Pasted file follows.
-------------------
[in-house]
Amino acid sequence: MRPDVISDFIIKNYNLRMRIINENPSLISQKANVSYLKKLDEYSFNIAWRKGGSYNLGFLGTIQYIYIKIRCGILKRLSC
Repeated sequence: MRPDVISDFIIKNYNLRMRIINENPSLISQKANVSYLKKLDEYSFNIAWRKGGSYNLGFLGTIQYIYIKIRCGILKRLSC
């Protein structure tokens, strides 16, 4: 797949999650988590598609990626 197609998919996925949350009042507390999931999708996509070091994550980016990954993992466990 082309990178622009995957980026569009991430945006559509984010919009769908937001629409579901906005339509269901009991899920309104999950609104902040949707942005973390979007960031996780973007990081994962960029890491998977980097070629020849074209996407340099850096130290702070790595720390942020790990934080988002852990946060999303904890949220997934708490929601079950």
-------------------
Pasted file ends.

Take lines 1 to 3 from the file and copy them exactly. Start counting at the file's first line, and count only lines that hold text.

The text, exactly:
[in-house]
Amino acid sequence: MRPDVISDFIIKNYNLRMRIINENPSLISQKANVSYLKKLDEYSFNIAWRKGGSYNLGFLGTIQYIYIKIRCGILKRLSC
Repeated sequence: MRPDVISDFIIKNYNLRMRIINENPSLISQKANVSYLKKLDEYSFNIAWRKGGSYNLGFLGTIQYIYIKIRCGILKRLSC